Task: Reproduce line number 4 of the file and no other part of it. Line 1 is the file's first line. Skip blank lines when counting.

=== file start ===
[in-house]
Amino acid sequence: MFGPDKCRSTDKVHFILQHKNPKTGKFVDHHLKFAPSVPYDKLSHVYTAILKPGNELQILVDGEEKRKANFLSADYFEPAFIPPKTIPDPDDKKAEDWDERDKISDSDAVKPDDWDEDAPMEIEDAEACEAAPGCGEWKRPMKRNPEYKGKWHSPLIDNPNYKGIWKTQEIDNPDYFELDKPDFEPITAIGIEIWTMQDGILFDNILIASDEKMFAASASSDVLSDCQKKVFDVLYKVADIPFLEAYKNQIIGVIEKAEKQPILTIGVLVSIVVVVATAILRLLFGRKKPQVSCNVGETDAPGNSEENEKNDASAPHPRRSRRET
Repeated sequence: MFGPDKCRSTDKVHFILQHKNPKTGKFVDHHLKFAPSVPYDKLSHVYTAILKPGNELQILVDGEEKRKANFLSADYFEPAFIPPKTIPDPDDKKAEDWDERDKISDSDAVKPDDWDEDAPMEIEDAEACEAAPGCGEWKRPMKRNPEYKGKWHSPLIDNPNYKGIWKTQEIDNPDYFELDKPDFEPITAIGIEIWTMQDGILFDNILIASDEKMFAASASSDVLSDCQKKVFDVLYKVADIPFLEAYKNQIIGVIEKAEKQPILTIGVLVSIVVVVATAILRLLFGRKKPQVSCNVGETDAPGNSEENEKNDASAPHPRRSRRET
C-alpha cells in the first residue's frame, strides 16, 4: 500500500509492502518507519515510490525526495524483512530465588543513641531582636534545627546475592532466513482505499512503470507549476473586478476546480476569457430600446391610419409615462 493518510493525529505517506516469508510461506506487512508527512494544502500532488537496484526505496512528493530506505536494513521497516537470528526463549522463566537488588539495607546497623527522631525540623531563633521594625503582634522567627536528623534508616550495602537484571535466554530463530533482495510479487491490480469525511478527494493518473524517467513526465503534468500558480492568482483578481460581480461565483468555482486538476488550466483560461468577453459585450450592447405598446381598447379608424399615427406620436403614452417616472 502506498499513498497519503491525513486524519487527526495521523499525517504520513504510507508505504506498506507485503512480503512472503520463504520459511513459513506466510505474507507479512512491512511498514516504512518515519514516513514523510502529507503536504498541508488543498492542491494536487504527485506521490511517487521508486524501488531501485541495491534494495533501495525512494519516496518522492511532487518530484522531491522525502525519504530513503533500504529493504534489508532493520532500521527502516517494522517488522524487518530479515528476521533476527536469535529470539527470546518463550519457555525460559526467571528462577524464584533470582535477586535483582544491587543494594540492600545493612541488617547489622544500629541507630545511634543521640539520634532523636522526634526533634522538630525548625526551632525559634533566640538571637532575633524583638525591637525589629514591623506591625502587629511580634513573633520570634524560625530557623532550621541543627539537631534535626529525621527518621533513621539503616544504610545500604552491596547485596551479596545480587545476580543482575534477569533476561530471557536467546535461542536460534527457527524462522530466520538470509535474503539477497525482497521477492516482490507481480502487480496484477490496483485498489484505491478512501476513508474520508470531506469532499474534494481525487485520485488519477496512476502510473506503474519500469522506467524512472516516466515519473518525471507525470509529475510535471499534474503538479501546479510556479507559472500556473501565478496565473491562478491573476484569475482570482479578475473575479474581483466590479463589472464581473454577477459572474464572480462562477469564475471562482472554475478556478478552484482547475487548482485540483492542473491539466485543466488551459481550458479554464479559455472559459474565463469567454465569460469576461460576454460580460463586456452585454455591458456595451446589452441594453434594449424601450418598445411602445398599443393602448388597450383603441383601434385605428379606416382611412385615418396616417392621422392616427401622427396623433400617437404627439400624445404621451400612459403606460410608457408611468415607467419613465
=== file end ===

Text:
C-alpha cells in the first residue's frame, strides 16, 4: 500500500509492502518507519515510490525526495524483512530465588543513641531582636534545627546475592532466513482505499512503470507549476473586478476546480476569457430600446391610419409615462 493518510493525529505517506516469508510461506506487512508527512494544502500532488537496484526505496512528493530506505536494513521497516537470528526463549522463566537488588539495607546497623527522631525540623531563633521594625503582634522567627536528623534508616550495602537484571535466554530463530533482495510479487491490480469525511478527494493518473524517467513526465503534468500558480492568482483578481460581480461565483468555482486538476488550466483560461468577453459585450450592447405598446381598447379608424399615427406620436403614452417616472 502506498499513498497519503491525513486524519487527526495521523499525517504520513504510507508505504506498506507485503512480503512472503520463504520459511513459513506466510505474507507479512512491512511498514516504512518515519514516513514523510502529507503536504498541508488543498492542491494536487504527485506521490511517487521508486524501488531501485541495491534494495533501495525512494519516496518522492511532487518530484522531491522525502525519504530513503533500504529493504534489508532493520532500521527502516517494522517488522524487518530479515528476521533476527536469535529470539527470546518463550519457555525460559526467571528462577524464584533470582535477586535483582544491587543494594540492600545493612541488617547489622544500629541507630545511634543521640539520634532523636522526634526533634522538630525548625526551632525559634533566640538571637532575633524583638525591637525589629514591623506591625502587629511580634513573633520570634524560625530557623532550621541543627539537631534535626529525621527518621533513621539503616544504610545500604552491596547485596551479596545480587545476580543482575534477569533476561530471557536467546535461542536460534527457527524462522530466520538470509535474503539477497525482497521477492516482490507481480502487480496484477490496483485498489484505491478512501476513508474520508470531506469532499474534494481525487485520485488519477496512476502510473506503474519500469522506467524512472516516466515519473518525471507525470509529475510535471499534474503538479501546479510556479507559472500556473501565478496565473491562478491573476484569475482570482479578475473575479474581483466590479463589472464581473454577477459572474464572480462562477469564475471562482472554475478556478478552484482547475487548482485540483492542473491539466485543466488551459481550458479554464479559455472559459474565463469567454465569460469576461460576454460580460463586456452585454455591458456595451446589452441594453434594449424601450418598445411602445398599443393602448388597450383603441383601434385605428379606416382611412385615418396616417392621422392616427401622427396623433400617437404627439400624445404621451400612459403606460410608457408611468415607467419613465